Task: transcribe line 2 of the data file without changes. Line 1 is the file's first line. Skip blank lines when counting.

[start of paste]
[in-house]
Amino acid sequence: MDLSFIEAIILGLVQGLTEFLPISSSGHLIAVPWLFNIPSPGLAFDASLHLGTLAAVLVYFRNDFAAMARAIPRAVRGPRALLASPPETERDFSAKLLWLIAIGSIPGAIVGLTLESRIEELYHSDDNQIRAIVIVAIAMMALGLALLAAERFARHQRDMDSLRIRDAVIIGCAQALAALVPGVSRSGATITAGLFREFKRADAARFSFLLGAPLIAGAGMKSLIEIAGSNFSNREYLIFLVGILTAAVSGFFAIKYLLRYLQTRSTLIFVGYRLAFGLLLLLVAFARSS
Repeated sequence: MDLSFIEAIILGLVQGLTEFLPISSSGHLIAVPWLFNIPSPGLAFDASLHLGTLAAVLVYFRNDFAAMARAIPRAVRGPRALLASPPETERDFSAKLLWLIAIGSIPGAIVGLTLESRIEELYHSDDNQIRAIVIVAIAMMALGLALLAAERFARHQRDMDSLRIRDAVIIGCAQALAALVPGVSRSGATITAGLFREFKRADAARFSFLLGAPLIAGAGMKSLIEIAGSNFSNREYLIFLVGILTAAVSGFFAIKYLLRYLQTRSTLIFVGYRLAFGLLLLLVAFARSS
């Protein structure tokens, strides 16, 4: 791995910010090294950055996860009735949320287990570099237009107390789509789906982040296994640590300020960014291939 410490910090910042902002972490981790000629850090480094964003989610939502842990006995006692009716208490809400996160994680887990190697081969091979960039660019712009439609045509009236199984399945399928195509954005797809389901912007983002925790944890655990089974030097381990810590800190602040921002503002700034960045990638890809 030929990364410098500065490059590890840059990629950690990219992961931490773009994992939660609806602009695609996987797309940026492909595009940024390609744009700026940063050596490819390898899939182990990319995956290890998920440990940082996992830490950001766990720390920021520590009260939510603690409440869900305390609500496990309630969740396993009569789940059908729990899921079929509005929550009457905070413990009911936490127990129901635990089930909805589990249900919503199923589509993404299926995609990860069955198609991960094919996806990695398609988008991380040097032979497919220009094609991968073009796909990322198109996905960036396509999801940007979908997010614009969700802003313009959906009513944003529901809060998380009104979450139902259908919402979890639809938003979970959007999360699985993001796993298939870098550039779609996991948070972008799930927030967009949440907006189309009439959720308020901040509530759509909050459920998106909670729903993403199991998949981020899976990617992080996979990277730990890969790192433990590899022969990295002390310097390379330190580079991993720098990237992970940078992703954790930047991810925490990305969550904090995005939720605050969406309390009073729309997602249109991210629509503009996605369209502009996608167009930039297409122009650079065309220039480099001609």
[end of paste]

Amino acid sequence: MDLSFIEAIILGLVQGLTEFLPISSSGHLIAVPWLFNIPSPGLAFDASLHLGTLAAVLVYFRNDFAAMARAIPRAVRGPRALLASPPETERDFSAKLLWLIAIGSIPGAIVGLTLESRIEELYHSDDNQIRAIVIVAIAMMALGLALLAAERFARHQRDMDSLRIRDAVIIGCAQALAALVPGVSRSGATITAGLFREFKRADAARFSFLLGAPLIAGAGMKSLIEIAGSNFSNREYLIFLVGILTAAVSGFFAIKYLLRYLQTRSTLIFVGYRLAFGLLLLLVAFARSS